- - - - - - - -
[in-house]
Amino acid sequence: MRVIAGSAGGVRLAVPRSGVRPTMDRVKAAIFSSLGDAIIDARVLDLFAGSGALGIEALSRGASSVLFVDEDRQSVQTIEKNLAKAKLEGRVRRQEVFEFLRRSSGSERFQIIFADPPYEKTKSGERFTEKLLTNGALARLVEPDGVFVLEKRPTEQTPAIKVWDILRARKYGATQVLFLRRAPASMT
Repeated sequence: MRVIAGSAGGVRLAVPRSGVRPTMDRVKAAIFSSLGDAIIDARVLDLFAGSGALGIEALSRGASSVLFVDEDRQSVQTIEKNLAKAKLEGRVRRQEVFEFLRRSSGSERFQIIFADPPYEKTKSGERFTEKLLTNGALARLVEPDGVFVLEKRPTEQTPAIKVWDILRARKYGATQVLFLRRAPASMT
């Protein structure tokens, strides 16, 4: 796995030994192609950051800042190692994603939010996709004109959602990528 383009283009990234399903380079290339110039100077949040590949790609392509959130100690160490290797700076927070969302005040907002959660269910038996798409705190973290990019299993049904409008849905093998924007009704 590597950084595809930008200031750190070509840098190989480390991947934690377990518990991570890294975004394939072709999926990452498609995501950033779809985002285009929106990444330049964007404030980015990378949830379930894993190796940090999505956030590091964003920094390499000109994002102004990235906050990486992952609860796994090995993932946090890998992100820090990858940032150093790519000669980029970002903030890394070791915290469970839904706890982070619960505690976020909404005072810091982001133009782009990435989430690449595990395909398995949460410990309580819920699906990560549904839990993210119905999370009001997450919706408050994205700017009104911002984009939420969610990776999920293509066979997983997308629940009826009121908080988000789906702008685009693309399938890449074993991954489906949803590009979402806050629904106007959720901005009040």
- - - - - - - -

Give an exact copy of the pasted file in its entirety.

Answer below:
[in-house]
Amino acid sequence: MRVIAGSAGGVRLAVPRSGVRPTMDRVKAAIFSSLGDAIIDARVLDLFAGSGALGIEALSRGASSVLFVDEDRQSVQTIEKNLAKAKLEGRVRRQEVFEFLRRSSGSERFQIIFADPPYEKTKSGERFTEKLLTNGALARLVEPDGVFVLEKRPTEQTPAIKVWDILRARKYGATQVLFLRRAPASMT
Repeated sequence: MRVIAGSAGGVRLAVPRSGVRPTMDRVKAAIFSSLGDAIIDARVLDLFAGSGALGIEALSRGASSVLFVDEDRQSVQTIEKNLAKAKLEGRVRRQEVFEFLRRSSGSERFQIIFADPPYEKTKSGERFTEKLLTNGALARLVEPDGVFVLEKRPTEQTPAIKVWDILRARKYGATQVLFLRRAPASMT
């Protein structure tokens, strides 16, 4: 796995030994192609950051800042190692994603939010996709004109959602990528 383009283009990234399903380079290339110039100077949040590949790609392509959130100690160490290797700076927070969302005040907002959660269910038996798409705190973290990019299993049904409008849905093998924007009704 590597950084595809930008200031750190070509840098190989480390991947934690377990518990991570890294975004394939072709999926990452498609995501950033779809985002285009929106990444330049964007404030980015990378949830379930894993190796940090999505956030590091964003920094390499000109994002102004990235906050990486992952609860796994090995993932946090890998992100820090990858940032150093790519000669980029970002903030890394070791915290469970839904706890982070619960505690976020909404005072810091982001133009782009990435989430690449595990395909398995949460410990309580819920699906990560549904839990993210119905999370009001997450919706408050994205700017009104911002984009939420969610990776999920293509066979997983997308629940009826009121908080988000789906702008685009693309399938890449074993991954489906949803590009979402806050629904106007959720901005009040």